When did “thug” and “thug-life” become status symbols for Black youth to achieve? This was a question asked at a recent seminar: “Raising Thugless Sons,” of which I was a participant.
The seminar was sponsored by Good Deeds International, and hosted by Dawn “Soy” Kamara, of the Coffee Talk with Soy radio show.
Panelists included: Tiffany Burney-Foy, Ed.S (single, teenage mother of four now Assistant Principal in the Atlanta Public Schools); Dainhen Butler (CEO, Fun Time Moon Walks and radio host); Geoffrey Ingram (co-founder of iCreate Leadership Development Initiative, Inc.); Wilford Y. Smith, Jr., MPA (First Vice Chair of the Douglas County Democratic Party and retired Senior Corrections Officer with the New Jersey Department of Corrections); S. Candee Whitfield (Licensed Professional Counselor); and Benjamin Downs (Social Worker, Langston Hughes High School).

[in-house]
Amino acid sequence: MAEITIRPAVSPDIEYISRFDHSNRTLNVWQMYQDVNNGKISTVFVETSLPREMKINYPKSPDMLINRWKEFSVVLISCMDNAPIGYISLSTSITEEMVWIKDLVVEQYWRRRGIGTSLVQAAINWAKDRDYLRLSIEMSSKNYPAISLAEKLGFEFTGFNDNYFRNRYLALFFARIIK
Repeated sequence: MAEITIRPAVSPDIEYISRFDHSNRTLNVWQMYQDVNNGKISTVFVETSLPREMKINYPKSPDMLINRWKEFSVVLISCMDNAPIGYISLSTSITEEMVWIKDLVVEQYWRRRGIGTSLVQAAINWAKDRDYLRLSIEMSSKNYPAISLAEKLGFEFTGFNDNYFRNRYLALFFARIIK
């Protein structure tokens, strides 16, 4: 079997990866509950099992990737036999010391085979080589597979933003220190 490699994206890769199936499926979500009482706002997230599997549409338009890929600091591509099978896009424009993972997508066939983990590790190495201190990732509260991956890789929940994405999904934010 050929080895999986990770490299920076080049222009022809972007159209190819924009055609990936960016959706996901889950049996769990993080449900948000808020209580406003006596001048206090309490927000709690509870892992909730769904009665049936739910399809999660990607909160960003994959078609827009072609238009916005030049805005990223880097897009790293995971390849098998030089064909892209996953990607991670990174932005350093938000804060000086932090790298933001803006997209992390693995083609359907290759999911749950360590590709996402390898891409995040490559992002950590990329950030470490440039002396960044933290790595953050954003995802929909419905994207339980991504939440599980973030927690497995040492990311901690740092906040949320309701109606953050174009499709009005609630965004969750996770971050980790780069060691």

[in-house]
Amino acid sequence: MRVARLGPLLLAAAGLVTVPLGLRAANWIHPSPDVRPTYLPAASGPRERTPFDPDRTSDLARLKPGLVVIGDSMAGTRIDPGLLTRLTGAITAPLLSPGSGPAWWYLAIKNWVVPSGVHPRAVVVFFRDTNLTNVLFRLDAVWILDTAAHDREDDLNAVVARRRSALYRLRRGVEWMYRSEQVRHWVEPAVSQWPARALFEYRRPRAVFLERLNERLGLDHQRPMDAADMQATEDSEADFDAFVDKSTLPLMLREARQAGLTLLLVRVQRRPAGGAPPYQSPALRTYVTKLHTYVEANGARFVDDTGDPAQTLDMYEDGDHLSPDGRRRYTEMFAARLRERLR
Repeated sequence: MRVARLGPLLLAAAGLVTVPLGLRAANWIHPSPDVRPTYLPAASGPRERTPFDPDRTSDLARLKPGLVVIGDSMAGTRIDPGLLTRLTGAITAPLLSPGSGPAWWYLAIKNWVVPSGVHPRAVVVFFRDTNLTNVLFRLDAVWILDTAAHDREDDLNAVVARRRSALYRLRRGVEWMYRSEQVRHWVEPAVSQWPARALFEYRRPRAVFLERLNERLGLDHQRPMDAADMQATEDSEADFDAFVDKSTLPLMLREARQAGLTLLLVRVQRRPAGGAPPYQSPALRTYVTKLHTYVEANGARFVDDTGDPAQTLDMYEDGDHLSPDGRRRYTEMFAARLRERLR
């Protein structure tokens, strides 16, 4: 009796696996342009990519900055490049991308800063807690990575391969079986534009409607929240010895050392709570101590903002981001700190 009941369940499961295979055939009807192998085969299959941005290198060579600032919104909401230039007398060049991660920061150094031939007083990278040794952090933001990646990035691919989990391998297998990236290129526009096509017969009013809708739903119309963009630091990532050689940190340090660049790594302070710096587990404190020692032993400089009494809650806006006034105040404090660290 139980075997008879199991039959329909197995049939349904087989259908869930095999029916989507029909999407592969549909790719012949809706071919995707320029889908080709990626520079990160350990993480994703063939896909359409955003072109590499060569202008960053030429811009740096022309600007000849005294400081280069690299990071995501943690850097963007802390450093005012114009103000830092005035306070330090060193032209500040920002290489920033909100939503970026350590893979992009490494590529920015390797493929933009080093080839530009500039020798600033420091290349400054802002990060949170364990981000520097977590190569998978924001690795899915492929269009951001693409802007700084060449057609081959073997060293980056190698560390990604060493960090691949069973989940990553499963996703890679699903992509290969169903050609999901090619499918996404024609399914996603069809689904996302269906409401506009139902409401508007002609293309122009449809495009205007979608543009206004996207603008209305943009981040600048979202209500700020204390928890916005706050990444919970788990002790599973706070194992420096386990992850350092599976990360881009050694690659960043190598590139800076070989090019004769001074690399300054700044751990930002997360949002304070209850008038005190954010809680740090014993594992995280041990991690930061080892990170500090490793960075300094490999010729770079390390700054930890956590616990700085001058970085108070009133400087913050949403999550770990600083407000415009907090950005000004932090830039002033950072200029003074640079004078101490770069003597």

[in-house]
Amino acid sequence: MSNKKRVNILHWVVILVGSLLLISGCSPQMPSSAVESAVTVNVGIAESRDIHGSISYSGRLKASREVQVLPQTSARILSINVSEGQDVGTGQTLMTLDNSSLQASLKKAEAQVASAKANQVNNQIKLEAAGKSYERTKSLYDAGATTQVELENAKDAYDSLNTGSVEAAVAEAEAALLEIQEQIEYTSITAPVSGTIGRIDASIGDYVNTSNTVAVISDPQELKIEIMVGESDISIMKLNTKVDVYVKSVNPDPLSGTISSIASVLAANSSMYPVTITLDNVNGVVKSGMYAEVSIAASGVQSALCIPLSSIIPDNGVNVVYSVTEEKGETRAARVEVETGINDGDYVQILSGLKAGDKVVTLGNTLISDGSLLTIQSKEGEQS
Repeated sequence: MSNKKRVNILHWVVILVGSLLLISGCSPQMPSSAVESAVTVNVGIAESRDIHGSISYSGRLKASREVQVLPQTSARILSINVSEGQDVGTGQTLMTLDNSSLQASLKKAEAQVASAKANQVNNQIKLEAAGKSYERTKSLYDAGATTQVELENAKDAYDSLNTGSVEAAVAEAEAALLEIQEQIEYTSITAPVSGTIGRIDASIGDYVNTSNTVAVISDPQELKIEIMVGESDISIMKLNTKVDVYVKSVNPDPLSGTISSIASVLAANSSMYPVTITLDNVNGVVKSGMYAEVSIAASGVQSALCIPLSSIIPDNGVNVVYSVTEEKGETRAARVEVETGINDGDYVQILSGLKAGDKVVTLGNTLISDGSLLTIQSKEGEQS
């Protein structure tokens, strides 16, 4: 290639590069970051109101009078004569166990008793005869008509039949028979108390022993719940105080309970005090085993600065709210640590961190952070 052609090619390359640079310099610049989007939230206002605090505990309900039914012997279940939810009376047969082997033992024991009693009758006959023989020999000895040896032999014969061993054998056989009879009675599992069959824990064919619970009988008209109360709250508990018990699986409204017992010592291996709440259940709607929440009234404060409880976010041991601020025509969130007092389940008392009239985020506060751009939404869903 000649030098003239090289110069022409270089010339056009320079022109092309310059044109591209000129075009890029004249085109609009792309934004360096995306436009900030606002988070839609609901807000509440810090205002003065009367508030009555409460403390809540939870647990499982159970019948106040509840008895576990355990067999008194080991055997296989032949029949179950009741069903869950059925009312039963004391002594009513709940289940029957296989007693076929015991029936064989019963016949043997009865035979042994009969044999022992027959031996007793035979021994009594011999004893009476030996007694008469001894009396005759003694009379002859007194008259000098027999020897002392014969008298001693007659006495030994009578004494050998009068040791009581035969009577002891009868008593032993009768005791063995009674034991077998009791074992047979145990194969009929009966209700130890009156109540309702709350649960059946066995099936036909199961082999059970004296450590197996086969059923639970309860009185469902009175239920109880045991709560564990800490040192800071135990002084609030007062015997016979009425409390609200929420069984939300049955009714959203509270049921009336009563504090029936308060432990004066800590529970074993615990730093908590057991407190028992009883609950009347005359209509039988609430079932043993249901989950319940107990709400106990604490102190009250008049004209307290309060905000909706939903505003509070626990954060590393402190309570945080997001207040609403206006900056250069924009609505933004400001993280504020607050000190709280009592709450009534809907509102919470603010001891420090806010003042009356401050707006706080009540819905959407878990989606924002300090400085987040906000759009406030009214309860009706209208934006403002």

During the discussion, it was evident that there was a generation gap with the definition of the term “thug.” The question to ask is: Why are we trying to redefine a term, which represents individuals, whose actions have no positive impact on the advancement of the Black community?
One thing that the entire audience could agree on is that a change in the self-destructive behavior and mentality, of young, Black men is needed. I’m still promoting the idea that raising thugless sons begins with the teaching and educating of Black boys, at an early age.
The conversation has begun — time will tell whether the conversations will help bring about change!